Is Giancarlo Stanton actually underrated now?
A few years ago, Stanton was one of the highly hyped rising stars of Major League Baseball, with three excellent years of hitting from 2011-2013 capped by finishing second in MVP voting in the National League in 2014. Stanton was poised to become a household name — at least, as much as anyone ever becomes a household name in the star-starved (and happy about it) MLB.
After that season, however, two things changed: he signed a huge contract with the Miami Marlins worth $325 million, and he started getting hurt even more often.
Stanton has never been a picture of health. In his seven previous seasons in the league, he has broken 140 games played only twice and has averaged only 118 games played per season. It’s minor injuries — nicks and bumps and the like — that usually nag at Stanton and keep him out of the lineup for short periods of time, but a particularly gruesome beaning in 2015 robbed him of more than half his season, ending his year in late June.
When Stanton returned to the field in 2016, it was hard to avoid noticing that his .815 OPS, while not bad per se, was well below where he had been hitting the previous four seasons.
Fairly or not, that would have been more forgivable to fans and writers if he were not in the second year of one of the biggest contracts in MLB history. This is something that’s going to loom over him for the rest of his career, and it had a lot of people tut-tutting and hand wringing about how bad the deal was if this was who Stanton was moving forward. And to be sure, even though $9 million wasn’t a horrible salary for an outfielder putting up a 119 OPS+ (essentially a Jay Bruce level of production), people were right to be leery of a huge injury followed by a shaky comeback the year after so early in a megadeal.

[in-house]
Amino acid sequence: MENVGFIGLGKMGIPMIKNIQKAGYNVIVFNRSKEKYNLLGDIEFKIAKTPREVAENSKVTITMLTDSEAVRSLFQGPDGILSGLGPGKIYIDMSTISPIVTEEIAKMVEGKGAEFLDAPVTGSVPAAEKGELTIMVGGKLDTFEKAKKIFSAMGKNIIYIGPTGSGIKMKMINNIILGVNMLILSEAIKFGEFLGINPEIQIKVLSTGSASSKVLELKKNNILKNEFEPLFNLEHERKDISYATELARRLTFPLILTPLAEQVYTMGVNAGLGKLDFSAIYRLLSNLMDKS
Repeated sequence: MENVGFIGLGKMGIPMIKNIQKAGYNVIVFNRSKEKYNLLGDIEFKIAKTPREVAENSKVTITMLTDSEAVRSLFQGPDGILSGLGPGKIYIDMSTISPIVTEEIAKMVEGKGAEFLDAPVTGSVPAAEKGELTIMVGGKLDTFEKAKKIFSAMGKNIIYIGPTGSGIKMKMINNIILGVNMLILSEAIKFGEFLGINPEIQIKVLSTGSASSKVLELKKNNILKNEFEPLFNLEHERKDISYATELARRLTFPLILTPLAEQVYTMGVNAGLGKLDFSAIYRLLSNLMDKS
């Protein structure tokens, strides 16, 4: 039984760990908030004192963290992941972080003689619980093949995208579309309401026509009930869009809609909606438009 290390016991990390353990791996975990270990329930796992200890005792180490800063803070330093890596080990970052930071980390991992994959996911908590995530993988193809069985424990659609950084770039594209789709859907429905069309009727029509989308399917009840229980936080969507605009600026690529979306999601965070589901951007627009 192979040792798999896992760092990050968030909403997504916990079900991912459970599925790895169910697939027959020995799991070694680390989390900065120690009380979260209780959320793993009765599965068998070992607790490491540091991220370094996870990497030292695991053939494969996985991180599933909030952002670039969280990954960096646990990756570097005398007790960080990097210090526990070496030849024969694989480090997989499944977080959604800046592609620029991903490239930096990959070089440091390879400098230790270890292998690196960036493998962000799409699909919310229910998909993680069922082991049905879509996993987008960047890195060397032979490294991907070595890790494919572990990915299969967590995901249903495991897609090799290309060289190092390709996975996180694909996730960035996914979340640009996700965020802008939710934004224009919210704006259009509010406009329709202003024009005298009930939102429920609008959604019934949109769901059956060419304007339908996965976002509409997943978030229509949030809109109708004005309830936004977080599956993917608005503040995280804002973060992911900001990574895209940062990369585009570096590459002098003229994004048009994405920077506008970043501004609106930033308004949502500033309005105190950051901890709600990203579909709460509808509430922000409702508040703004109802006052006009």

Most of those questions have been emphatically laid to rest in 2017. Stanton leads MLB with 41 home runs in mid-August, giving him an outside shot at 60 homers with 47 games remaining. His 41 homers in 115 games (Stanton has missed only two) puts him on track for somewhere between 56 and 58. The 60 milestone won’t be a problem if his hot bat gets even a little bit hotter.
The most important thing is Stanton is once again leading all of baseball with a .621 slugging percentage going into the last leg of the season. One of the biggest problems with his performance last year was his slugging dipping from a career average of .547 going into 2016 down to .489. Part of this was because he hit fewer home runs and doubles than he was accustomed to, but another big part was simply fewer hits in general.
The Marlins slugger is showing what he can do now that he’s finally healthy again, and if he manages to play 157-160 games this year as he’s on track to do, he’ll put himself in excellent position to be in the MVP discussion with the Washington Nationals’ Bryce Harper, Los Angeles Dodgers’ Corey Seager and Arizona Diamondbacks’ Paul Goldschmidt.
Stanton won’t ever get his rising star legacy back — he’ll be 28 next year, so he’s aging rapidly through his peak years and into veteran territory — and there will always be a section of the baseball community that won’t be able to see past the size and scope of his contract. But Stanton is finally back, and with the Marlins being sold and the dinger machine possibly removed from the outfield stands, that’s a piece of good news both Miami and Major League Baseball could use.
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